The Genus Zanthoxylum
It is not uncommon to see essential oils of different Zanthoxylumm species on EO supplier lists. But generally there is not too much awareness of the peculiarities associated with this genus as far as aromatherapy is concerned.
Zanthoxylum alatum contains a large proportion of linalool. “l’aromathérapie exactement” calls it a very valuable therapeutic agent. Its most distinctive main component may be methyl cinnamate, which gives it a pleasantly spicy aroma and certainly contributes to its anti-arthritic properties.
The fruits of the various species of Zanthoxylum are popular as Sichuan peppper, distinct for their alkyl amid constituents which give Sichuan pepper its distinct flavor. Because of its polar nature the alkyl amides do not transfer into the essential oil!
Zanthoxylum alatum apparently is synonymous for Zanthoxylum armature var. armature.
Some of the more interesting comments are found – as often – on G. Katzers Spice pages (http://gernot-katzers-spice-pages.com/engl/Zant_pip.html). There are instructive photographs of the different fruits along with their botanical names.
Araucaria (Neocallitropsis pancheri)
The almost mythical sounding Araucaria is a needle tree endemic to New Caledonia. As is not unusual, online searches offer different botanical names likely referring to the identical plant.
In the aromatherapy context the highly original, balsamic and gentle aroma stands out. The oil generally solidifies at room temperature to a waxy consistency.
In an apparent attempt to improve marketability some supplier listings have reccently begun to use the word Candlewood for Araucaria.
Cyperus (rotundus, scariosus)
detailed information on the pharmacology of Cyperus rotundas and/or Cyperus scariosus
Cyperus Root is of special interest in the Distinctly Eastern context as it is extensively referenced in the old Chinese Classics:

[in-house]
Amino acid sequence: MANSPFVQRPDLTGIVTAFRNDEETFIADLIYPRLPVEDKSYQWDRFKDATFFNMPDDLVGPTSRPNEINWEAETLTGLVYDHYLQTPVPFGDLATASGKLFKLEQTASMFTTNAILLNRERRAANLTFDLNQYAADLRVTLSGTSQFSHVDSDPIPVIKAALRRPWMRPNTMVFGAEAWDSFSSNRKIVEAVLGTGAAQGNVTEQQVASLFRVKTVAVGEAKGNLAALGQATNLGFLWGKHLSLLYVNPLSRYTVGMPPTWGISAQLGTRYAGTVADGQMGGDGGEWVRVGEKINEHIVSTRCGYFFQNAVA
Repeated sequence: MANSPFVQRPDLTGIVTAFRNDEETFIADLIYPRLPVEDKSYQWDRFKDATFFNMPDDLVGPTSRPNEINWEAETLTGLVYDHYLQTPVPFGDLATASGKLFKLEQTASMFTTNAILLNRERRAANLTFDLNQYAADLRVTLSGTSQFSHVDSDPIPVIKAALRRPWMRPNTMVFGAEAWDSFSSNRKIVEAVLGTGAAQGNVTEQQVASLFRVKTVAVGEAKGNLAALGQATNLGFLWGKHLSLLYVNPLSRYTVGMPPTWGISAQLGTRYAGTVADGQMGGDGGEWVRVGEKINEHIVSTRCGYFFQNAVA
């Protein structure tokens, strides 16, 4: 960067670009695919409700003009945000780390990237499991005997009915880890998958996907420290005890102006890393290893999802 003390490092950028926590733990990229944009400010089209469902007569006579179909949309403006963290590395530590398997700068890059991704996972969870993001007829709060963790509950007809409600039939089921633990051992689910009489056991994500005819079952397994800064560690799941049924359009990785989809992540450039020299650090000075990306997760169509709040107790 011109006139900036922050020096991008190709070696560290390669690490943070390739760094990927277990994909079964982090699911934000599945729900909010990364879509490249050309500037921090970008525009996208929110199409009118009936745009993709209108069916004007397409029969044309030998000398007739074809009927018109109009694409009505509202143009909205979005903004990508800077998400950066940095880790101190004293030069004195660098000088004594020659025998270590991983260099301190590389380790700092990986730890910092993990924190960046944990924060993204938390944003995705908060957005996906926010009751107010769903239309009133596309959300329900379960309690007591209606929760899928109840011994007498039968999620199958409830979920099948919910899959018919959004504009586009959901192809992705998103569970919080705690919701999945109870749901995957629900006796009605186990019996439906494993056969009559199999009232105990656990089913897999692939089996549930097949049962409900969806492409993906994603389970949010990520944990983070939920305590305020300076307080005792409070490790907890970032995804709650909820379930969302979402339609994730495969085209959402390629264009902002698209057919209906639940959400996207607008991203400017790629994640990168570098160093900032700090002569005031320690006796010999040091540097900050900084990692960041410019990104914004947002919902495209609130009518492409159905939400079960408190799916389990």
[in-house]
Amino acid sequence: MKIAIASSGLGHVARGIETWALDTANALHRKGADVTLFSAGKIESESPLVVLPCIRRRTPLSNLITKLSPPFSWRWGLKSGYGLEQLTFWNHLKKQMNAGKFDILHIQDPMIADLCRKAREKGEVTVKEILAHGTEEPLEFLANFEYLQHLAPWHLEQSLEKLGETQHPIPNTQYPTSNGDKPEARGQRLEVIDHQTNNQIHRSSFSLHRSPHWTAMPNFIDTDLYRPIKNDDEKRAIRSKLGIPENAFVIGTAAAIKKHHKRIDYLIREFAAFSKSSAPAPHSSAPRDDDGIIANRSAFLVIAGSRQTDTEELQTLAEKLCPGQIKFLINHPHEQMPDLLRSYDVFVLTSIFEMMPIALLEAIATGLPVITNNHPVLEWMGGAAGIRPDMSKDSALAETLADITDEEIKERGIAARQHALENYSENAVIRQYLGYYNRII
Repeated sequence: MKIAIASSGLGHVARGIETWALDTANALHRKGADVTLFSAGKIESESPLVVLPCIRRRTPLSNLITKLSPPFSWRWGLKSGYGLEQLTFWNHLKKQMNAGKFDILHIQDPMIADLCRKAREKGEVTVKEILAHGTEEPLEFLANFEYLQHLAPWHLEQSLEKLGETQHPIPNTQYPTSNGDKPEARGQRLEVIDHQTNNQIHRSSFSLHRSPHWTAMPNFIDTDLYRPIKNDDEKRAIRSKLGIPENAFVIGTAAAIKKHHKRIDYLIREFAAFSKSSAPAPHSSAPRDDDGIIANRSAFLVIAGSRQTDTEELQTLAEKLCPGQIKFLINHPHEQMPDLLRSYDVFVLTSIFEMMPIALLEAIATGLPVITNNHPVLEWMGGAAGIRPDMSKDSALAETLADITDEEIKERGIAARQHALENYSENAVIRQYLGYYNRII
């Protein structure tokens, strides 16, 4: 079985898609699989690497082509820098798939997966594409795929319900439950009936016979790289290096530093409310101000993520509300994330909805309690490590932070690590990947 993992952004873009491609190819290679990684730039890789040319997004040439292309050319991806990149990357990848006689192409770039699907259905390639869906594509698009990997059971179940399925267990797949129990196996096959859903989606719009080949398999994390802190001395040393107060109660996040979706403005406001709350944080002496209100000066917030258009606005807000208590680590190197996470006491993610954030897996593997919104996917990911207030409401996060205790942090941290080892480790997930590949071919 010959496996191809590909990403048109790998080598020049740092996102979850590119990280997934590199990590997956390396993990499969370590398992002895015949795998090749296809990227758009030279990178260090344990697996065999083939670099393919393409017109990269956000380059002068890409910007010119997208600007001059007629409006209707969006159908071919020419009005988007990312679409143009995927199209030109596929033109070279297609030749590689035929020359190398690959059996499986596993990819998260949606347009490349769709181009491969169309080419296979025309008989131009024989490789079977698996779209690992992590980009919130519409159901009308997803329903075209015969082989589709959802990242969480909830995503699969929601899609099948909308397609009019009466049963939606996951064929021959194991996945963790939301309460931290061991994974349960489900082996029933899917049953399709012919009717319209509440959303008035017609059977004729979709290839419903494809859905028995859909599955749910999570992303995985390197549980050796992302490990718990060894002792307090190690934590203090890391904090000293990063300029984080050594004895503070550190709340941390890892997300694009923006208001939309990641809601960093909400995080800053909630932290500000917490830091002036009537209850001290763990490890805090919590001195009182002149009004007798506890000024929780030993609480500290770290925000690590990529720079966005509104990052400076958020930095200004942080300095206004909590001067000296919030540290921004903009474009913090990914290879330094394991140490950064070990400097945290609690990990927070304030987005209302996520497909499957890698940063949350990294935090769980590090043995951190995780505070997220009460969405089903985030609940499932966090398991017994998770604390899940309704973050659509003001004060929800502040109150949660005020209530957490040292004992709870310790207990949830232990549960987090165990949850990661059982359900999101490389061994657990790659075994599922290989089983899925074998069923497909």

….taste sweet, light cold, no poison. Main for chest heat drive, nourish hair and skin, benefit people after long taken period, nourish qi, grow beard and eyebrows.
Ming Yi Bie Lu
….smells light cooling, taste sweet, sure the Yin herb among the Yang Herbs, no poison.
Teng Ye Ben Cao
….get rid off heat in chest, nourish skin and hair, benefit qi after long years taken, grow beard and eyebrows. Later people apply it for treatment of menstrual blood demise, thus this property not identified and noted in Ben Cao
Good for treatment bladder, stomach qi stagnation, depression sorrow and unhappiness, lack of appetite, skin itch, slimming day by day, heart broken. It is the qi spice for blood. Recipes and formulas use it to treat blood demise, thus benefit qi and stop blood. Similar as Ba Dou, good for discharge and diarrhoea, stool obstruction.
The oleoresin from the Dipterocarpus turbinatus tree is not a true balsam. However it is a viscous, woody and sweet smelling oil, which was used in the past to adulterate or give substance to other fragrance materials. Today the price of Gurjum balsam is such that it does not make sense to stretch relatively inexpensive patchouli with the more expensive sesquiterpene rich Gurjum. It has traditionally been attributed healing properties, especially for skin issues such as eczema and psoriasis, in the traditional systems of South East Asia.
The Galbanum essential oil is distilled from the gum resin of Ferula gummosa (syn galbaniflua). It has an intense green scent with musk notes underlying its tartness. Galbanum has on occasion been a key ingredient in modern perfumes such as Must, Vent Vert, Chanel Nº 19 and Vol de Nuit. It is generally considered to be the at the origin of the green scents trend in perfumery. Hippocrates used Galbanum medicinally and Pliny describes it in his Natural History.
Diverse Asian Oils Collection $47.50